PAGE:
I think it is important to appreciate the Paper laid by hon. Musyimi and since the House does not sit on Fridays, I would like to encourage hon. Members to each get a copy because it is an extremely important document dealing with appropriations. It will, obviously be on the Order Paper on Tuesday for debate. It is for that reason that I exercise the powers of the Speaker under Standing Order No.1 to allow hon. Musyimi to lay that Paper at this late hour and also to give notice of Motion so that during the weekend, hon. Members can have time to read through that Paper. I am sure that as you know the Budget Committee has really worked overdrive the last few days to come up with that Paper. Therefore, I want to encourage hon. Members to get copies of the said document. Next Order!
Hon. Speaker, Sir, I beg to move the following Motion:-
THAT aware that the road network in the country currently stands at approximately 160,886 km, out of which only approximately 11,189 km are paved; noting that the extent of the unclassified rural and urban roads remain unknown with most of such roads in bad condition; aware that good infrastructure facilitate trade, economic development and improvement in the quality of life; this House urges the Government, through Kenya Rural Roads Authority (KERRA), Kenya National Highway Authority (KENHA and Kenya Urban Roads Authority (KURA) to upgrade a minimum of twenty (20) and a maximum of thirty (30) kilometers of roads to bitumen standards in every constituency across the country in every financial year to enhance the road network in the country and subsequently enhance agricultural productivity and job creation.
I would like to take this House a little back and remind it about floods which washed away our roads. The damage the floods caused on our roads is estimated at Kshs30 billion. This is a very serious issue because if we want to achieve food security in this country, then we have to repair our roads. This is because most of our food comes from the rural areas because our economy is agriculture-based. Those roads are in a very bad state and we have a tall order to achieve food security.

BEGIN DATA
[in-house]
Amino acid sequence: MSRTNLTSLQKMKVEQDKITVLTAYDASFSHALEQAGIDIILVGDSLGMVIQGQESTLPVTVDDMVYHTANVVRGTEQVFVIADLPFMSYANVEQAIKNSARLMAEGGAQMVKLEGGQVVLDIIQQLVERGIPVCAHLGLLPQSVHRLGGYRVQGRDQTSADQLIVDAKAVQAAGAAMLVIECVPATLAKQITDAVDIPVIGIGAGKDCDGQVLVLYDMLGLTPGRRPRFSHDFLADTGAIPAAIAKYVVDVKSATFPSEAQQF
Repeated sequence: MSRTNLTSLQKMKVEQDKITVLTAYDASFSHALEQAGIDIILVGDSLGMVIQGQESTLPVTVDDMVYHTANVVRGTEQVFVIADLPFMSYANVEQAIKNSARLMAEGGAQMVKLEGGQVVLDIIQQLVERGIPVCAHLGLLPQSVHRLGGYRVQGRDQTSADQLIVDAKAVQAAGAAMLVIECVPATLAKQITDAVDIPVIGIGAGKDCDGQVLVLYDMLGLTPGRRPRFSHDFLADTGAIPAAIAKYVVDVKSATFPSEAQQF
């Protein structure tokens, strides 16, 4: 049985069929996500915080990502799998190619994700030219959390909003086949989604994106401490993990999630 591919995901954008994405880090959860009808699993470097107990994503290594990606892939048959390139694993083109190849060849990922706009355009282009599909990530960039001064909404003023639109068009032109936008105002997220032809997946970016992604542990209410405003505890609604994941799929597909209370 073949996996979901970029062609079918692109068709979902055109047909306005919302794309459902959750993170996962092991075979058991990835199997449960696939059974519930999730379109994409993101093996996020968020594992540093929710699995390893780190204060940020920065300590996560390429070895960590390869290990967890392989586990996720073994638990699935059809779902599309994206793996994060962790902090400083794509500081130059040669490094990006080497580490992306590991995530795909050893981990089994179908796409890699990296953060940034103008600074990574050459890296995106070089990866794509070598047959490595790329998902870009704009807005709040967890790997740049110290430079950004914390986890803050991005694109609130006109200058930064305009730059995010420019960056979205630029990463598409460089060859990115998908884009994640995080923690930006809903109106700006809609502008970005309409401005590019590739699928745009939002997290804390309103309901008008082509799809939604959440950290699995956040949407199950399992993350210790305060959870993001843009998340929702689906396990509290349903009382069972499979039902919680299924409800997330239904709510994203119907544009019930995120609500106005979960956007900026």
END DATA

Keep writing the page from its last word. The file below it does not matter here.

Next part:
Hon. Speaker, Sir, the floods which were experienced a month ago damaged our roads to the tune of Kshs30 billion. This is the case and yet the allocation that was made by the Treasury was a mere Kshs1.5 billion. So, you can see that there is a deficit of Kshs28.5 billion. This amount will only cater for the existing roads which were damaged by the floods. Most of those roads are unpaved and they are in the rural areas where agricultural activities normally take place. That is why I came up with this Motion and I would like to plead with this House to pass it. Although we understand the financial constrains that this country goes through because I belong to the Budget Committee, and bearing in mind that we have a deficit of almost Kshs160 billion this financial year, we can achieve this in each and every financial year depending on the funds that are available. A minimum of 20 kilometres per year translates to 100 kilometres in five years. So, hon. Members can identify one or two roads within their constituencies which is their lifeline and then it is developed within five years. You will do very well if you have 100 kilometres of paved road.